Data and accuracy
As much as data improvements could be a potential benefit in the future, this could also be the pitfall of pensions dashboards should there not be significant improvements or accuracy given to members. Currently, due to inefficiencies and inaccuracies, the data for pension schemes often requires the support of pension providers and administrators. If in 20 years' time, the data for pension schemes has not made improvements, members will need to intervene, and likely favour traditional methods over the use of the pensions dashboard.
The investment into the development of pensions dashboards and the underlying data could reduce the funding available to support pension providers and administrators. This could result in a number of negative consequences, including the reduction of overall pension member engagement.
Currently, there are concerns regarding the safety of data and ensuring that individuals are not wrongly illustrated benefits or another individuals' details. If correct measures are not taken, it is not unreasonable that these issues could linger 20 years' later. The accuracy of the illustrations will be immeasurable to the user experience and have direct influence on member engagement.
Take up rates
With all the work that is going to be required to improve administration platforms and data accuracy, there could be the potential that all the work results in a lack of engagement from members. Denmark have had their ‘PensionsInfo' platform active for over 20 years and have found that although there is interest in their system, the members engaged are some of the highest earners in the country with large pensions and making substantial contributions. ‘PensionsInfo' has a low uptake of only 40% of individuals who have low pension contributions of approximately £2,500 compared with 70% of higher earners who have signed up to the dashboard. Similarly in the Netherlands, having had their dashboard active for over 10 years, the highest usage of individuals are those that fall into age brackets 56-60 and 61-65. These statistics show that higher earners who are approaching retirement age are the users of the dashboard which is a potential pitfall should the UK statistics follow similar trends. The aim of the dashboard should be to engage younger generations to understand their pension holdings and how to manage and plan for the future.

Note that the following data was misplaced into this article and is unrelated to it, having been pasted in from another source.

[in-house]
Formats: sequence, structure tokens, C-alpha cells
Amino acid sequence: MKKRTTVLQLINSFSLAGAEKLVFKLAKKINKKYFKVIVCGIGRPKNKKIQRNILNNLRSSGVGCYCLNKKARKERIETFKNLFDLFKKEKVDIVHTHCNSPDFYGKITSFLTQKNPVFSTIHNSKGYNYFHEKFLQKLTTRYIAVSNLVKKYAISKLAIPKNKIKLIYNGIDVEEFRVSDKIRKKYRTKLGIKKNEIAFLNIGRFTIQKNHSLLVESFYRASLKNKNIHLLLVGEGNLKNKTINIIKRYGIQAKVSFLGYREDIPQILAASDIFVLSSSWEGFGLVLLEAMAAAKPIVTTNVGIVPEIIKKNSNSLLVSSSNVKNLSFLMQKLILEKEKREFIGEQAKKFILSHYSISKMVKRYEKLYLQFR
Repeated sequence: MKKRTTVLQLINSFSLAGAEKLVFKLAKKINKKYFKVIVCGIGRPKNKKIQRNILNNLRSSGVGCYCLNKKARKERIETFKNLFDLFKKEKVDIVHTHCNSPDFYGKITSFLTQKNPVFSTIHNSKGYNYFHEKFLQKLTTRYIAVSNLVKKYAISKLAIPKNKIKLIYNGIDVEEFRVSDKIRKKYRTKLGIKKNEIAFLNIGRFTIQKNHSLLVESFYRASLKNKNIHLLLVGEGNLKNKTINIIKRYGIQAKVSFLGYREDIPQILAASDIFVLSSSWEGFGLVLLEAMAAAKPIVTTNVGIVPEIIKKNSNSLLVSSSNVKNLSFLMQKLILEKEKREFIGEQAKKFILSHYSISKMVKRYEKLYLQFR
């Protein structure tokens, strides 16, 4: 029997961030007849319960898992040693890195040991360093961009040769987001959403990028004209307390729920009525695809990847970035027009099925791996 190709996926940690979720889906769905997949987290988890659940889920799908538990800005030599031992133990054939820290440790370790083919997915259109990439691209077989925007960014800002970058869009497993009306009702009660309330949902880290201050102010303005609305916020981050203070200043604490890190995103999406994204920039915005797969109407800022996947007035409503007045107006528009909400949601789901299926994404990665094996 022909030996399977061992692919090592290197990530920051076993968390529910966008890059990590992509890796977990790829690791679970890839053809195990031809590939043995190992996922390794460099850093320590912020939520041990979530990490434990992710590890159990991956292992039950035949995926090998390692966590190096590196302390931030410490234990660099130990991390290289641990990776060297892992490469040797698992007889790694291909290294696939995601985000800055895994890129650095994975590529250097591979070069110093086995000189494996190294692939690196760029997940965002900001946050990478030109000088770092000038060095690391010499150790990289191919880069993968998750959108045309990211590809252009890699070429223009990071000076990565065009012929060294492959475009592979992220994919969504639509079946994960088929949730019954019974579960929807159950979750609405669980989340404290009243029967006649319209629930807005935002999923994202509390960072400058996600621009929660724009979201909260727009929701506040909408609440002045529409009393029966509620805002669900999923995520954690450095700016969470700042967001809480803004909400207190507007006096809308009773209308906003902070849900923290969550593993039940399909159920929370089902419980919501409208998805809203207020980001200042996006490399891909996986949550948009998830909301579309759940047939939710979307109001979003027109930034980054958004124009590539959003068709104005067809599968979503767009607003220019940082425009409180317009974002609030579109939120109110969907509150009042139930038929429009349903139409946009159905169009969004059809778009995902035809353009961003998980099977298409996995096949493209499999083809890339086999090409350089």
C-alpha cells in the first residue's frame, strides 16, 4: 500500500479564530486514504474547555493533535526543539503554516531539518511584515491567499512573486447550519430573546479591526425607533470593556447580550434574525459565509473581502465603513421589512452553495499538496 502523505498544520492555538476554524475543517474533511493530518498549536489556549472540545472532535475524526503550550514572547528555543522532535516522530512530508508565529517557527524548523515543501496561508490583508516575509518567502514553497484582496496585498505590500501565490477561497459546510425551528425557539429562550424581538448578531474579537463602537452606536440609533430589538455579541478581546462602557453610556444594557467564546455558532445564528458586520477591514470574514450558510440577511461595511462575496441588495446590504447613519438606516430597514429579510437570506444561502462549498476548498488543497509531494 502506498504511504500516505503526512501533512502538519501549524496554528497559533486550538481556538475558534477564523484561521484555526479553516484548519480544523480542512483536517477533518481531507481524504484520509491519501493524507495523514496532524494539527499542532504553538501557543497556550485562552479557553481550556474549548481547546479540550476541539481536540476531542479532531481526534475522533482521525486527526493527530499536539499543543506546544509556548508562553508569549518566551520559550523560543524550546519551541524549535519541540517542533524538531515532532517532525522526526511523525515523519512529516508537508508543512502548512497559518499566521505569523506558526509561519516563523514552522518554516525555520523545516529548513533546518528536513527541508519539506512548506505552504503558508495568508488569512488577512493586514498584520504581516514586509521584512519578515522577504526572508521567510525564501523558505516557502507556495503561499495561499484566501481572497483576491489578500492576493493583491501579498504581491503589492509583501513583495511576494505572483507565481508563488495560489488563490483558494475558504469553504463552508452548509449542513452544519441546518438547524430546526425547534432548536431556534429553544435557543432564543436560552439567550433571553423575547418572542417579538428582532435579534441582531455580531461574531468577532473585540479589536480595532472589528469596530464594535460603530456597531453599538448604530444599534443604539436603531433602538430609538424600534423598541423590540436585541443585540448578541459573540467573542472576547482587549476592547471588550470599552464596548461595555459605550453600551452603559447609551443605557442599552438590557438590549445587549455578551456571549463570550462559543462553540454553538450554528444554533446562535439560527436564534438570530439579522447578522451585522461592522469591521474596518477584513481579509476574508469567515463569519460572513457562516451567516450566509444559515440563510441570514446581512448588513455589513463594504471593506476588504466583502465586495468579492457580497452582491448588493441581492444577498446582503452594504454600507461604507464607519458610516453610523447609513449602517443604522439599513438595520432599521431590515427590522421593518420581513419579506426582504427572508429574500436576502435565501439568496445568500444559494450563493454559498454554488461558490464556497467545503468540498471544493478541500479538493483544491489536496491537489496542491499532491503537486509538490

In 20 years' time, it isn't unimaginable that pension dashboards could be a key fintech tool that users will use regularly. If the UK platform providers learn from other countries experience and continue to update their systems to meet the needs of the user, it would be difficult to imagine many pitfalls. However, the maintenance and upkeep of efficient, trustworthy systems is undoubtedly costly and in the future there is a possibility that the experience may be subject to a usage fee. Although usage fees unquestionably fall under the pitfall category, said fees could provide the funding required to deliver an exceptional experience that could be seen as an investment in a members future. Not only providing the knowledge needed to correctly understand and engage with their benefits but also ensuring that pension providers engage with the platform continuously and keep data up to date. Therefore, a usage fee, although a pitfall could also allow individuals to gain the full potential from having access to the pensions dashboard.
Ultimately, pension dashboards have the potential to empower members by putting their pension information on an easily accessible, user friendly platform. By providing members with a trustworthy, reliable system, the Pensions Dashboard puts essential future financial planning information at the hands of the member. Information that may otherwise be overlooked, particularly by younger generations. Providing members with data and educating members on their potential pension contributions and latterly entitlements, this could lead to increased pension contributions as a whole. In doing so the Pensions Dashboard could contribute to much wider, socio-economic change, increasing member independence by lessening reliance on the state.
If the pensions dashboards can encourage contributors to consider their long term investments and savings, particularly during a cost of living crisis, the benefits current and in 20 years' time could well outweigh any pitfalls.
Caitlin Watson is a support pensions consultant at Spence & Partners and a support professional trustee at Dalriada Trustees
 Michael Klimes (Professional Pensions) - What can the UK learn from Denmark to develop its own dashboard? (2017)